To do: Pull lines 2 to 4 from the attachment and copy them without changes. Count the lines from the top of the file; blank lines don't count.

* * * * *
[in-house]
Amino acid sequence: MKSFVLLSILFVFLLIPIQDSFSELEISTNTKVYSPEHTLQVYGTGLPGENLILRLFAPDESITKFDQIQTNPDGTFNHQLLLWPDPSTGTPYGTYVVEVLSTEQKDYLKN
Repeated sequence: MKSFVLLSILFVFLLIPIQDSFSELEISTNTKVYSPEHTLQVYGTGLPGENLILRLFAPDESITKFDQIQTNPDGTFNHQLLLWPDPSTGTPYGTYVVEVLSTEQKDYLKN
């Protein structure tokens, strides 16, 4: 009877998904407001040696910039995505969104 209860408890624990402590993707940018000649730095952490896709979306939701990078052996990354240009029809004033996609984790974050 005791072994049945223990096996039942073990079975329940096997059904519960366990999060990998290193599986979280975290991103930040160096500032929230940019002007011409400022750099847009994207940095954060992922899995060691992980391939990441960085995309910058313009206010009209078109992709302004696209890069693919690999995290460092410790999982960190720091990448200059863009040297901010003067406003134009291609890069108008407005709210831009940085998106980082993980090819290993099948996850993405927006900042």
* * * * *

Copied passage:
Amino acid sequence: MKSFVLLSILFVFLLIPIQDSFSELEISTNTKVYSPEHTLQVYGTGLPGENLILRLFAPDESITKFDQIQTNPDGTFNHQLLLWPDPSTGTPYGTYVVEVLSTEQKDYLKN
Repeated sequence: MKSFVLLSILFVFLLIPIQDSFSELEISTNTKVYSPEHTLQVYGTGLPGENLILRLFAPDESITKFDQIQTNPDGTFNHQLLLWPDPSTGTPYGTYVVEVLSTEQKDYLKN
């Protein structure tokens, strides 16, 4: 009877998904407001040696910039995505969104 209860408890624990402590993707940018000649730095952490896709979306939701990078052996990354240009029809004033996609984790974050 005791072994049945223990096996039942073990079975329940096997059904519960366990999060990998290193599986979280975290991103930040160096500032929230940019002007011409400022750099847009994207940095954060992922899995060691992980391939990441960085995309910058313009206010009209078109992709302004696209890069693919690999995290460092410790999982960190720091990448200059863009040297901010003067406003134009291609890069108008407005709210831009940085998106980082993980090819290993099948996850993405927006900042």